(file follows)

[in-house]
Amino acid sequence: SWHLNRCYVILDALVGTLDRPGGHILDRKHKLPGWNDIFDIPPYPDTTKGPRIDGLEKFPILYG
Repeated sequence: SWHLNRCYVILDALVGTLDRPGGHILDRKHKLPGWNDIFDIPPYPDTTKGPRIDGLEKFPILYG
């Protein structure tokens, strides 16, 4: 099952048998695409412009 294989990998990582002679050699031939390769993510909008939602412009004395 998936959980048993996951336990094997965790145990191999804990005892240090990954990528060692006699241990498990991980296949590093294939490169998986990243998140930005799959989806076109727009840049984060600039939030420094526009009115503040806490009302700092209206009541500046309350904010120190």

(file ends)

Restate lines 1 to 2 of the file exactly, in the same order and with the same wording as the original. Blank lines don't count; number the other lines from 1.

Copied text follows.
[in-house]
Amino acid sequence: SWHLNRCYVILDALVGTLDRPGGHILDRKHKLPGWNDIFDIPPYPDTTKGPRIDGLEKFPILYG